Visit Napa Valley symposium lays out path to recovery
The path back from the pandemic’s devastation to Napa County’s tourism and hospitality industry — the main economic driver to the region — is well underway, according to Visit Napa Valley, which held a “destination symposium” on Wednesday.
The hour-long virtual event recounted the issues faced last year by the region’s multibillion-dollar tourism industry, as well as research findings and plans moving forward.
Linsey Gallagher, president and CEO of Visit Napa Valley, along with her team, gave presentations that included introducing the tourism bureau’s redesigned website, the results of a branding study, and the eventual return of group meetings and events.
Gallagher started the pre-recorded event in the tourism agency’s new 2,550-square-foot welcome center, opened in November at its new location at 1300 First Street, Suite 313, in downtown Napa. The center is fully wired and equipped to support virtual meeting platforms and in-person gatherings once the state reopens, she noted.
“The Napa Valley spirit is strong, and we start 2021 with optimism for a post-vaccinated world, alive with travel again,” Gallagher said.
Karen Wibbenmeyer, senior manager, digital marketing, walked the viewing audience through the website’s redesign, launched last month. The new layout includes larger photos, additional videos, more user-generated content and FAQs throughout the site. VisitNapaValley.com also has grouped all content by category, such as lodging, restaurants and wineries, including related blogs.
“During the research process, we found the typical visitor to Napa Valley is a bit intimidated with all the choices here, and typically doesn’t know more about wine than if they prefer red or white. So we’re trying to make the planning process more approachable,” Wibbenmeyer said. “Most importantly, the goal is to continue to create referrals and drive traffic to our partners’ sites.”
Lisa Poppen, vice president, marketing and communications, spoke about the evolution of Napa Valley’s brand, which is revisited every three years through a long-range plan based on analysis of the destination that includes consumer studies. Findings include an emerging shift in potential visitors toward millennials and younger generations, and their travel wishes that combine luxury with a more casual feel.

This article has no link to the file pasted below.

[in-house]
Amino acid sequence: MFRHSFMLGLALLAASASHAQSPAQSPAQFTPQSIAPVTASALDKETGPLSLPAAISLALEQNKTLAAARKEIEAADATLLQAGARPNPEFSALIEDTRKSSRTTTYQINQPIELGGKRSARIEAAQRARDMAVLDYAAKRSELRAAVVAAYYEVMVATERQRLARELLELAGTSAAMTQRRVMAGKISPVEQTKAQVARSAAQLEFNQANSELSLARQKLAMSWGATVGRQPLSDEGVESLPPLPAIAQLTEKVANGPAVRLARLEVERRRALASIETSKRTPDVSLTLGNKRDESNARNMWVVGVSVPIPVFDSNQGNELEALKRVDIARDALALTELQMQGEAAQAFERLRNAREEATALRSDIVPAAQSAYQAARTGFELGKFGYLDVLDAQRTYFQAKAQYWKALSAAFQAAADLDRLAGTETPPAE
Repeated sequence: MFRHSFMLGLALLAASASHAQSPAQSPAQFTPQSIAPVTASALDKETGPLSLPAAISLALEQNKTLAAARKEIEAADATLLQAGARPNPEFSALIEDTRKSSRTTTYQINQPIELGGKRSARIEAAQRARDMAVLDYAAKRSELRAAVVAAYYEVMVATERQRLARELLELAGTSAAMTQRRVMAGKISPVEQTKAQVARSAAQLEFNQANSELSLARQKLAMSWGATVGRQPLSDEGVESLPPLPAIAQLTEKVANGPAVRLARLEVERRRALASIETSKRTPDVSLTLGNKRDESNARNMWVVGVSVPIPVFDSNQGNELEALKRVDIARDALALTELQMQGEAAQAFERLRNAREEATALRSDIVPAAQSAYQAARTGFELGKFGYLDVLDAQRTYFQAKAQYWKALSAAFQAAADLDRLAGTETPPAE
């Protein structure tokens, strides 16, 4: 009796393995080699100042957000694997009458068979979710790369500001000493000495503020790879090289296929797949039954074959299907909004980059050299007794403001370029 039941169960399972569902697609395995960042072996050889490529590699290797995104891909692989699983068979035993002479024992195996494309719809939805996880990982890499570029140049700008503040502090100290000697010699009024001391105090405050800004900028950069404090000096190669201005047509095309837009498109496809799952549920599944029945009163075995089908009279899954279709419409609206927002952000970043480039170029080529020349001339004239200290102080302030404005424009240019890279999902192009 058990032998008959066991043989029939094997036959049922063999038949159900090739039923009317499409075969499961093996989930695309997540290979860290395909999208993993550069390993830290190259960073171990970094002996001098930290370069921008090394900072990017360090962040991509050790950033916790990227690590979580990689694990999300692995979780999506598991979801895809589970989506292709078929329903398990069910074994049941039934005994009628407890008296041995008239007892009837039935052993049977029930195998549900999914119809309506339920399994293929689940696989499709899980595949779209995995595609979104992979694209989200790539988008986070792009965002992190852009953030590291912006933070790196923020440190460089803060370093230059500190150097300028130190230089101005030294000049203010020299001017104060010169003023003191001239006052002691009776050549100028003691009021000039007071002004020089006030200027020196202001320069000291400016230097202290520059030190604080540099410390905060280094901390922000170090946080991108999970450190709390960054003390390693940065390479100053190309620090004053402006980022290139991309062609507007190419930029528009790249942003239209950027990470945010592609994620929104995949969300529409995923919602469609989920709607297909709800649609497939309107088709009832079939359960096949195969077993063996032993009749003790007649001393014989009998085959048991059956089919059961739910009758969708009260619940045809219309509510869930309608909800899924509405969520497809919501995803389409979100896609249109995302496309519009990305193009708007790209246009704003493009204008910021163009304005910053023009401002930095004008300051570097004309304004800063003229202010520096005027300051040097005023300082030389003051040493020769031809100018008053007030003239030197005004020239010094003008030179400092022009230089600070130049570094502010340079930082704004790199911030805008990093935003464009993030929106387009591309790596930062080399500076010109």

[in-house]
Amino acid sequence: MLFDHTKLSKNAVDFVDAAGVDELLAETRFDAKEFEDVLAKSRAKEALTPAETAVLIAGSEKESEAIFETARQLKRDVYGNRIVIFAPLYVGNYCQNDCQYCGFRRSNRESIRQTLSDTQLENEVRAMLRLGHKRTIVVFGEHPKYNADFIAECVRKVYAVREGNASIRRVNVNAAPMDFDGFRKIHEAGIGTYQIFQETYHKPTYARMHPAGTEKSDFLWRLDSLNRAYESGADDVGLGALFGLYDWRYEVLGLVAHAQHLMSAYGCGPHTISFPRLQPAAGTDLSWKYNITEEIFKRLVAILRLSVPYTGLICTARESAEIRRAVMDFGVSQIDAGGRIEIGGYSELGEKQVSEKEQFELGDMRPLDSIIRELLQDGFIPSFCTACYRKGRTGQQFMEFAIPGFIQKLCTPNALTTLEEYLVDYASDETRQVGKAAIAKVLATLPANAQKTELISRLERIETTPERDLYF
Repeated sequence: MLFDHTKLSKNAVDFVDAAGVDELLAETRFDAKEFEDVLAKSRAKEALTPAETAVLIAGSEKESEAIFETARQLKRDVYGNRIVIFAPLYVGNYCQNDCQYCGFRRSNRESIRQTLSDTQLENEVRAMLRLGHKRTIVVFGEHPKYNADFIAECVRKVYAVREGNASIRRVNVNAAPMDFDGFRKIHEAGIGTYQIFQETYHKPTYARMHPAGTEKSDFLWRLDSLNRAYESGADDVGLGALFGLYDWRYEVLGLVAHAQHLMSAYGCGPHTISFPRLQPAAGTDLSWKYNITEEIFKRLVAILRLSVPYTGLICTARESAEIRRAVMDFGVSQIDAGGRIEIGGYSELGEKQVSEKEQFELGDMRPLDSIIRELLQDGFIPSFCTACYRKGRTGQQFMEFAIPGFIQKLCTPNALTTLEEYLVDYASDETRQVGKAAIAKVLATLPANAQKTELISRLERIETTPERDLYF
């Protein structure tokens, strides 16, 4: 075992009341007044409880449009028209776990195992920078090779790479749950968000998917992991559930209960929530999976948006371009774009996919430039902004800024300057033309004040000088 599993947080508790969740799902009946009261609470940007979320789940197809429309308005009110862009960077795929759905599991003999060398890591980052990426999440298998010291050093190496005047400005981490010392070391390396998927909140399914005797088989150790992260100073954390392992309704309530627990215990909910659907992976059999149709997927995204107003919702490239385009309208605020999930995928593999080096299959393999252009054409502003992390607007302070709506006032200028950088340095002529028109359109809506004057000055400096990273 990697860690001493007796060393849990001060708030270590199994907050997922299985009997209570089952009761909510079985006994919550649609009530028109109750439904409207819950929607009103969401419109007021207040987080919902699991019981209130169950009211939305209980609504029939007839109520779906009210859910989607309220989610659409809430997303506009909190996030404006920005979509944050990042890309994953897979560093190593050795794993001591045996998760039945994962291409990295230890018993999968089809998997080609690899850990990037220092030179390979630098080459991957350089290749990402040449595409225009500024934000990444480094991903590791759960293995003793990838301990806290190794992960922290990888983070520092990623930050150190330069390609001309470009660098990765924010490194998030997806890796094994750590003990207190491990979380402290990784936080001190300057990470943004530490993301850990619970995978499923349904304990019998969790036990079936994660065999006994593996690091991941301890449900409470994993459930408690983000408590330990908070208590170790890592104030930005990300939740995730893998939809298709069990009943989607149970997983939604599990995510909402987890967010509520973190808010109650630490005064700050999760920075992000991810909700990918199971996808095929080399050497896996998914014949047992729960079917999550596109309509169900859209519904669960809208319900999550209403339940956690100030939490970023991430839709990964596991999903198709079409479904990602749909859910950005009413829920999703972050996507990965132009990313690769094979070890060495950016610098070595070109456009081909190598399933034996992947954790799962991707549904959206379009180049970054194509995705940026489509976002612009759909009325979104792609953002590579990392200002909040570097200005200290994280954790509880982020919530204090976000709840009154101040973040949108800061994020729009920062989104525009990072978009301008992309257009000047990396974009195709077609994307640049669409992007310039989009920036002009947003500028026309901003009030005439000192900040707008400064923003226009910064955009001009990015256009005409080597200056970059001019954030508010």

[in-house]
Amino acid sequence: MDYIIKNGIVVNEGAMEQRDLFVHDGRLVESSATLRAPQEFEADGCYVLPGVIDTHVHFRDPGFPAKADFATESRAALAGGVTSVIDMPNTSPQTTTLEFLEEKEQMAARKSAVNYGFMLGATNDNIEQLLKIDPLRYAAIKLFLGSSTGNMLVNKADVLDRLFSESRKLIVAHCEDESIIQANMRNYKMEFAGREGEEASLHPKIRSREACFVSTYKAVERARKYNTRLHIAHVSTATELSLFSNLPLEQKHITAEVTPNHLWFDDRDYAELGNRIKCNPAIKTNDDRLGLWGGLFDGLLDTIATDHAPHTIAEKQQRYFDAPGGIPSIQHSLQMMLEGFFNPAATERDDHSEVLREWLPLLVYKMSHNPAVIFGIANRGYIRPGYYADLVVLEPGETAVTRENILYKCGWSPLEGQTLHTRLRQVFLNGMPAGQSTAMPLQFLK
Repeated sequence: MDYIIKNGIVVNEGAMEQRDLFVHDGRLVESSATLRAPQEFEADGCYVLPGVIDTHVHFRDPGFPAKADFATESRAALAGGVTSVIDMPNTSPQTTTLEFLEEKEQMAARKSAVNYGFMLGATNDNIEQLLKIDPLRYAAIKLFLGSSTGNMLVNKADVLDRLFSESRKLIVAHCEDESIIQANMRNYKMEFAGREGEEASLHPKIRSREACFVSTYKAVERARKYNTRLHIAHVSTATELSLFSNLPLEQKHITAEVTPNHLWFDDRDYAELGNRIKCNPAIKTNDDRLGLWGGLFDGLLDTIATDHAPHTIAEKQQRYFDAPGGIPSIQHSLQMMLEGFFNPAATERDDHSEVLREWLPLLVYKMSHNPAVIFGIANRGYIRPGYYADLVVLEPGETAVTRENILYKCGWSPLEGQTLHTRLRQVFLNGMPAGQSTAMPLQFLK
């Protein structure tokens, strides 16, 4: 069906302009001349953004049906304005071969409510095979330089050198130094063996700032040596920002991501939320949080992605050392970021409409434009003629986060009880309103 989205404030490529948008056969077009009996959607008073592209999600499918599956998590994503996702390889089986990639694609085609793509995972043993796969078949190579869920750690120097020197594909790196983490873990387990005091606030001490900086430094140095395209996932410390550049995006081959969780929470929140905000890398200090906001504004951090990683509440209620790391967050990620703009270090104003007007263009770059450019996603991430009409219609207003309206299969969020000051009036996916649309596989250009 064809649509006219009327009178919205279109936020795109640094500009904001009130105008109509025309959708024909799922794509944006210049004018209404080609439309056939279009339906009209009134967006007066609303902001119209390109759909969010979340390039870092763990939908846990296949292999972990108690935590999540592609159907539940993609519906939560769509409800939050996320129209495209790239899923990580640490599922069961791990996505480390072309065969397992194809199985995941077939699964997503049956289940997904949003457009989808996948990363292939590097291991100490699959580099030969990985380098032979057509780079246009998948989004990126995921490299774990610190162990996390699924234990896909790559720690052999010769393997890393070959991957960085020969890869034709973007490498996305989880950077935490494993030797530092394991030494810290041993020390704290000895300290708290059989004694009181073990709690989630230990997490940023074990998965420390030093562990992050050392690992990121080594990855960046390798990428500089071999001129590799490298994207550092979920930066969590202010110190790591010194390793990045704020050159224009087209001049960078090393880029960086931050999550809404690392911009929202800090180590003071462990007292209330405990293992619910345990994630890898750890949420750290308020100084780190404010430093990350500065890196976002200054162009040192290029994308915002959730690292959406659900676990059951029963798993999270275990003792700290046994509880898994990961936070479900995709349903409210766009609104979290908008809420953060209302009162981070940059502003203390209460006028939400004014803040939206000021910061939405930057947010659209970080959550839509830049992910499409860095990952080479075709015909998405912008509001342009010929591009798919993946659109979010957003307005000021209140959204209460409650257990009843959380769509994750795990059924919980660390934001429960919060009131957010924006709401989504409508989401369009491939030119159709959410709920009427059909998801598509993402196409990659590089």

The study also showed heightened competition from neighboring tourism regions.
“When you're at the top like Napa Valley, others are coming for you,” Poppen said. “If you've visited some of our (competition) lately, you know that there is a lot of investment in both physical amenities, as well as gradual improvement in the wine itself.”
The research findings will help shape future advertising campaigns, Poppen said.
She also discussed how Visit Napa Valley shifted gears and moved to a virtual messaging strategy once the pandemic hit, with themes that included “Wine from Home,” “Better with Time” and “Raise a Glass.”
Lynn Jakubowski, associate, business development, discussed group and leisure sales. She noted that national findings show gradual growth in confidence to hold and attend meetings, particularly in the third quarter and beyond. But closer to home, it may take longer.
“With California’s delay in allowing gatherings compared to the rest of the United States, Napa Valley may not see significant group demand return until 2022,” she said.
In the meantime, Visit Napa Valley is preparing to develop a direct sales and promotional campaign so it’s ready “with a strong and singular message as soon as the state provides a timeline.” The campaign also will include messaging for ongoing wildfire challenges.
“(The pandemic) has impacted each of us in profound ways and beyond the numbers and the data,” said John Evans, managing director at Silverado Resort and Spa. “We’ve seen friends and family laid off. We witnessed long-time businesses close their doors for good. And along with the rest of the world, we watched with heavy hearts as fires once again ravaged our treasured valley.”
Other business leaders participating in the symposium were Don Shindle, general manager, Westin Verasa; Michael Collins, general manager, Archer Hotel Napa; and Kenta Kamohara, general manager, Holiday Inn Express & Suites in American Canyon.
Cheryl Sarfaty covers tourism, hospitality, health care and education. She previously worked for a Gannett daily newspaper in New Jersey and NJBIZ, the state’s business journal. Cheryl has freelanced for business journals in Sacramento, Silicon Valley, San Francisco and Lehigh Valley, Pennsylvania. She has a bachelor’s degree in journalism from California State University, Northridge. Reach her at firstname.lastname@example.org or 707-521-4259.